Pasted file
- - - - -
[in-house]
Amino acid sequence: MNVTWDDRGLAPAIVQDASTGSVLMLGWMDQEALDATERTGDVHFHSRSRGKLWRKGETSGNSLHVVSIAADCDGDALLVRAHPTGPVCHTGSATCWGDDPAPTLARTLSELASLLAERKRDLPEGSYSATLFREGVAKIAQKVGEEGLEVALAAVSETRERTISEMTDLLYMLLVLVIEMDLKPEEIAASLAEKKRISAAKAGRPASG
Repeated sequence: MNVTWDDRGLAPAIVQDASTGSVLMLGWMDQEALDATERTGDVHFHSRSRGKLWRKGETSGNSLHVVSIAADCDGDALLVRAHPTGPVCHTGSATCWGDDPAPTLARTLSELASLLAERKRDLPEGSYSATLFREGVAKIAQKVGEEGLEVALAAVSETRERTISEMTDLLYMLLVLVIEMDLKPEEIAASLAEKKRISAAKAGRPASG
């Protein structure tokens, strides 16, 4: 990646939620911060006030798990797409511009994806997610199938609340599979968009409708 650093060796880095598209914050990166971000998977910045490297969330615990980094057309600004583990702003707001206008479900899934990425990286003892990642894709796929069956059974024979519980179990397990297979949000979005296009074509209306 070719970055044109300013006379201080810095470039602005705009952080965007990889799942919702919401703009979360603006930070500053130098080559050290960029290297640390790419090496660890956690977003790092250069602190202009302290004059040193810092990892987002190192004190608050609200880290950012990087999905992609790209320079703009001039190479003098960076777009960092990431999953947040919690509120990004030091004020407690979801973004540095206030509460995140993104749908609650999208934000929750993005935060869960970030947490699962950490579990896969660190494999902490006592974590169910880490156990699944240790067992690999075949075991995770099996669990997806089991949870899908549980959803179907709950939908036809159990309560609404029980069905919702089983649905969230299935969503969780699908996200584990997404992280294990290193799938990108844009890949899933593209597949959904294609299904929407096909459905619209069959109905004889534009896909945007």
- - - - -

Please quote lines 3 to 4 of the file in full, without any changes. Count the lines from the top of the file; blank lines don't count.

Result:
Repeated sequence: MNVTWDDRGLAPAIVQDASTGSVLMLGWMDQEALDATERTGDVHFHSRSRGKLWRKGETSGNSLHVVSIAADCDGDALLVRAHPTGPVCHTGSATCWGDDPAPTLARTLSELASLLAERKRDLPEGSYSATLFREGVAKIAQKVGEEGLEVALAAVSETRERTISEMTDLLYMLLVLVIEMDLKPEEIAASLAEKKRISAAKAGRPASG
């Protein structure tokens, strides 16, 4: 990646939620911060006030798990797409511009994806997610199938609340599979968009409708 650093060796880095598209914050990166971000998977910045490297969330615990980094057309600004583990702003707001206008479900899934990425990286003892990642894709796929069956059974024979519980179990397990297979949000979005296009074509209306 070719970055044109300013006379201080810095470039602005705009952080965007990889799942919702919401703009979360603006930070500053130098080559050290960029290297640390790419090496660890956690977003790092250069602190202009302290004059040193810092990892987002190192004190608050609200880290950012990087999905992609790209320079703009001039190479003098960076777009960092990431999953947040919690509120990004030091004020407690979801973004540095206030509460995140993104749908609650999208934000929750993005935060869960970030947490699962950490579990896969660190494999902490006592974590169910880490156990699944240790067992690999075949075991995770099996669990997806089991949870899908549980959803179907709950939908036809159990309560609404029980069905919702089983649905969230299935969503969780699908996200584990997404992280294990290193799938990108844009890949899933593209597949959904294609299904929407096909459905619209069959109905004889534009896909945007």